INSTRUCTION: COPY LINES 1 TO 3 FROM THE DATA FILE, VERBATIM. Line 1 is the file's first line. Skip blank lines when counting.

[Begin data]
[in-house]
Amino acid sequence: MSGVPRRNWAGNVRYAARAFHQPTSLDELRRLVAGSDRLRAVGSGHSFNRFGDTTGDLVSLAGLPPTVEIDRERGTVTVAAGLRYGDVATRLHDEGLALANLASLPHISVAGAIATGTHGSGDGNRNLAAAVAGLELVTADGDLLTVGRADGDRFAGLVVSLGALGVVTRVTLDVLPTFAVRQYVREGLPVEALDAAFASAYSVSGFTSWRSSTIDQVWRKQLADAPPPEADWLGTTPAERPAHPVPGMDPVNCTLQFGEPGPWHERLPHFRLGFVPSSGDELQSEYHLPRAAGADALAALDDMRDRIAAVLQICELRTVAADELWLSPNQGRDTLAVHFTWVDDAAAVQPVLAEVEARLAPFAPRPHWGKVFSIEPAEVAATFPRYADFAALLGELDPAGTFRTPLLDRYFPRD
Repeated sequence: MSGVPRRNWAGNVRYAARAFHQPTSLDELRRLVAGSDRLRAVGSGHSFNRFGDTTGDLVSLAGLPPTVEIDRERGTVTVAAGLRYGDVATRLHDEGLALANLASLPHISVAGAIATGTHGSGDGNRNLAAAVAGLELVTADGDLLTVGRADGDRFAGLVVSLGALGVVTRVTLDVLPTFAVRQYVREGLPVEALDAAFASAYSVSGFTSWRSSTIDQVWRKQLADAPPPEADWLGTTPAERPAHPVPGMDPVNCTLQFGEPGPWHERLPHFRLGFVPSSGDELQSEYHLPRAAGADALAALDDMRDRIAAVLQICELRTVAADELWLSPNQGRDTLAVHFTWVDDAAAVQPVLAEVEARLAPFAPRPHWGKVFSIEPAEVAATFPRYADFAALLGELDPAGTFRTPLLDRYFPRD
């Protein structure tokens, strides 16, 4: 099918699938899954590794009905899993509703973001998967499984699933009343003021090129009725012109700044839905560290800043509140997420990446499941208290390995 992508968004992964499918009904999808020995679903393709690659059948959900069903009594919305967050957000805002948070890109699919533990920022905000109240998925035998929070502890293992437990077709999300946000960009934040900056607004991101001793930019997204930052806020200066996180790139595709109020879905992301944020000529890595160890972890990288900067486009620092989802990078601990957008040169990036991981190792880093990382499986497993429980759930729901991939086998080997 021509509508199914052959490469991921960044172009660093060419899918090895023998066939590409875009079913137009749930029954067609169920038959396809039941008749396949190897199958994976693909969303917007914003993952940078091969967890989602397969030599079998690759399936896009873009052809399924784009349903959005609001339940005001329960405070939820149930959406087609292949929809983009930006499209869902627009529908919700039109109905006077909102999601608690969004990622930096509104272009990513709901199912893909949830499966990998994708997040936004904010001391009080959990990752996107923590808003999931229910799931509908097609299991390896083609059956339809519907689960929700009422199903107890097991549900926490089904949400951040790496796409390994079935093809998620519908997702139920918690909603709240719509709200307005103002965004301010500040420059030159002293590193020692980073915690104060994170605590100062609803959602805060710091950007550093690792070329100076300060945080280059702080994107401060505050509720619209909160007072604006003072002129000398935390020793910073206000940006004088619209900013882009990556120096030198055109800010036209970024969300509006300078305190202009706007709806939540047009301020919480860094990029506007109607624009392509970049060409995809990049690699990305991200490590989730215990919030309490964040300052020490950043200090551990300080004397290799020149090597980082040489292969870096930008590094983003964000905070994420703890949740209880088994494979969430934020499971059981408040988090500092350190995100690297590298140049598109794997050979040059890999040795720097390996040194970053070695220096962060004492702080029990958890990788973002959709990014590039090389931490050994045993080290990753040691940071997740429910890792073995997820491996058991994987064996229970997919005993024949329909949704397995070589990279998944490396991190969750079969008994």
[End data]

[in-house]
Amino acid sequence: MSGVPRRNWAGNVRYAARAFHQPTSLDELRRLVAGSDRLRAVGSGHSFNRFGDTTGDLVSLAGLPPTVEIDRERGTVTVAAGLRYGDVATRLHDEGLALANLASLPHISVAGAIATGTHGSGDGNRNLAAAVAGLELVTADGDLLTVGRADGDRFAGLVVSLGALGVVTRVTLDVLPTFAVRQYVREGLPVEALDAAFASAYSVSGFTSWRSSTIDQVWRKQLADAPPPEADWLGTTPAERPAHPVPGMDPVNCTLQFGEPGPWHERLPHFRLGFVPSSGDELQSEYHLPRAAGADALAALDDMRDRIAAVLQICELRTVAADELWLSPNQGRDTLAVHFTWVDDAAAVQPVLAEVEARLAPFAPRPHWGKVFSIEPAEVAATFPRYADFAALLGELDPAGTFRTPLLDRYFPRD
Repeated sequence: MSGVPRRNWAGNVRYAARAFHQPTSLDELRRLVAGSDRLRAVGSGHSFNRFGDTTGDLVSLAGLPPTVEIDRERGTVTVAAGLRYGDVATRLHDEGLALANLASLPHISVAGAIATGTHGSGDGNRNLAAAVAGLELVTADGDLLTVGRADGDRFAGLVVSLGALGVVTRVTLDVLPTFAVRQYVREGLPVEALDAAFASAYSVSGFTSWRSSTIDQVWRKQLADAPPPEADWLGTTPAERPAHPVPGMDPVNCTLQFGEPGPWHERLPHFRLGFVPSSGDELQSEYHLPRAAGADALAALDDMRDRIAAVLQICELRTVAADELWLSPNQGRDTLAVHFTWVDDAAAVQPVLAEVEARLAPFAPRPHWGKVFSIEPAEVAATFPRYADFAALLGELDPAGTFRTPLLDRYFPRD